But wait, those new pharma billionaires will be held accountable if they cut corners and harm people with poorly tested vaccines, right? And surely women who incur large medical bills dealing with their vaccine side effects – like my friend who had to go to the ER and is now getting pestered by billing – can plead their case in the courts, enter their facts into the public record, and be “made whole.”
Actually, no. Since the 1986 bipartisan passage of the National Childhood Vaccine Injury Act under President Ronald Reagan, American vaccine makers have been totally indemnified against potential lawsuits. If they injure you with their vaccines, you cannot sue them. Instead, you must appeal to a small, notoriously Kafka-esque and anti-plaintiff entity managed by Congress, the National Vaccine Injury Compensation Program (VICP).
Furthermore, because Covid vaccines only have Emergency Use Authorization, anyone injured by them is excluded from VICP. Instead, the injured must pursue their claim through the even more limited Countermeasures Injury Compensation Program (CICP), which, for example, does not reimburse for attorney’s fees even in victorious cases – meaning that unless you can pay for a lawyer out of pocket, you probably won’t be able to secure legal representation.
Thus, for Big Pharma there is very little downside to a recklessly aggressive mass vaccination campaign. It is promised mega profits with zero risk.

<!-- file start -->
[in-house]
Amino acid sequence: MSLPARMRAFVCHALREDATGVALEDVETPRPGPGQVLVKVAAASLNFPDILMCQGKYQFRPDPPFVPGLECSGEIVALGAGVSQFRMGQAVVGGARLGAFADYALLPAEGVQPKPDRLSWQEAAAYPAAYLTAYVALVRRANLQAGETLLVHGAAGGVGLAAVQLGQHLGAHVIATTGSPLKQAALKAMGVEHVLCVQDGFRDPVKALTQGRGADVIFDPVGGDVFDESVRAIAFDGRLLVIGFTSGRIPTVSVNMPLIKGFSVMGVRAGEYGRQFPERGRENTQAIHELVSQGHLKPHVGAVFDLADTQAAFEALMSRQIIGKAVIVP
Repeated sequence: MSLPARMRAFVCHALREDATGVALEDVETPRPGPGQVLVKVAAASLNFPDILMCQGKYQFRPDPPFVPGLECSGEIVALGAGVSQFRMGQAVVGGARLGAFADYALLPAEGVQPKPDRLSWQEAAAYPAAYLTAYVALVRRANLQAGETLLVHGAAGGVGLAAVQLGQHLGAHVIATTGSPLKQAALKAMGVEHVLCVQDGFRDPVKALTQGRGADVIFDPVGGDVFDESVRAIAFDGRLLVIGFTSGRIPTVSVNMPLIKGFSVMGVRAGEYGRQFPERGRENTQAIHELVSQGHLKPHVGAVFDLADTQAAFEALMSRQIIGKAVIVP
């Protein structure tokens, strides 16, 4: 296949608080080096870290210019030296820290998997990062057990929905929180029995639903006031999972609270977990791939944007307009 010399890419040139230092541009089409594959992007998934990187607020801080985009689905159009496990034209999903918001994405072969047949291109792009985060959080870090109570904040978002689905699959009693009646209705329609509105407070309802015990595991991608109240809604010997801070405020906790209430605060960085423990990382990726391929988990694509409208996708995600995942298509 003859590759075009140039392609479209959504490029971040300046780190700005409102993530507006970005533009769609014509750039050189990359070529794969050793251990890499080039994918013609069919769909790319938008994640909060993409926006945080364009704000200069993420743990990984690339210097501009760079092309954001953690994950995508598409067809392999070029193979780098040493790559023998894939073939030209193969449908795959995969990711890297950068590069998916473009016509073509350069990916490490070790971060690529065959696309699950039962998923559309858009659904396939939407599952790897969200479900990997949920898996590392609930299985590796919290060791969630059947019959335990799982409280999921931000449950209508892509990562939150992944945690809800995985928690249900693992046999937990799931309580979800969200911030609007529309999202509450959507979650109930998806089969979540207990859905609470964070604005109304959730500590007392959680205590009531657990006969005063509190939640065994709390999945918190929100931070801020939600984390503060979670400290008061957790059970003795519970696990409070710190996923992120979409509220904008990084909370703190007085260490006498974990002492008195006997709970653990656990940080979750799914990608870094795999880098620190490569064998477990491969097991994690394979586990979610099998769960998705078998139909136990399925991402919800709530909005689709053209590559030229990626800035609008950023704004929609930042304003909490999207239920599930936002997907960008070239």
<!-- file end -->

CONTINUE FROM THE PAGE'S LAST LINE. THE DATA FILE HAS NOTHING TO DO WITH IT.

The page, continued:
And given that the pharmaceutical industry is the largest spender of all corporate lobbies, most U.S. government leaders are particularly ill-equipped to challenge them, as Senator Bernie Sanders tried to highlight in his presidential runs. During the 2020 Democratic primary, Biden was the leading recipient of donations from pharmaceutical companies.
This would not be the first time the pharmaceutical industry has reaped massive profits from a social catastrophe with the aid of the federal government. Consider the opioid crisis, which has ravaged America, from New Jersey to Kentucky to California.
In 2020, as Americans were placed under economically and psychologically taxing lockdowns to lower Covid-19-related deaths, opioid-related deaths increased by 30% – and in some states, surged by a rate of 50%. Meanwhile, the Sackler family that has raked in at least $12 billion in profits from all this misery walks free.
So again, my question to the FDA is this: If you warn of dizziness, why do you not also warn about possible disrupted menstruation? Why is this issue not being more urgently studied?
You held an emergency meeting on myocarditis, so why no meeting about women hemorrhagically and erratically bleeding for months on end? Is it because this “vital sign” is less “vital” since it only affects women? Is it because menstrual cycles are “just so incredibly difficult to study” – i.e., like women, they’re sort of crazy?
Are Big Pharma and the US government afraid that vigorous and transparent research might reveal larger, structural and legally troublesome problems? Do they worry that if women and girls are apprised of the full scope of potential side effects, they may act irrationally, refuse to get a Covid vaccine per the program, and so cannot be trusted with this information?
Instead of answers, they are preparing to give us orders.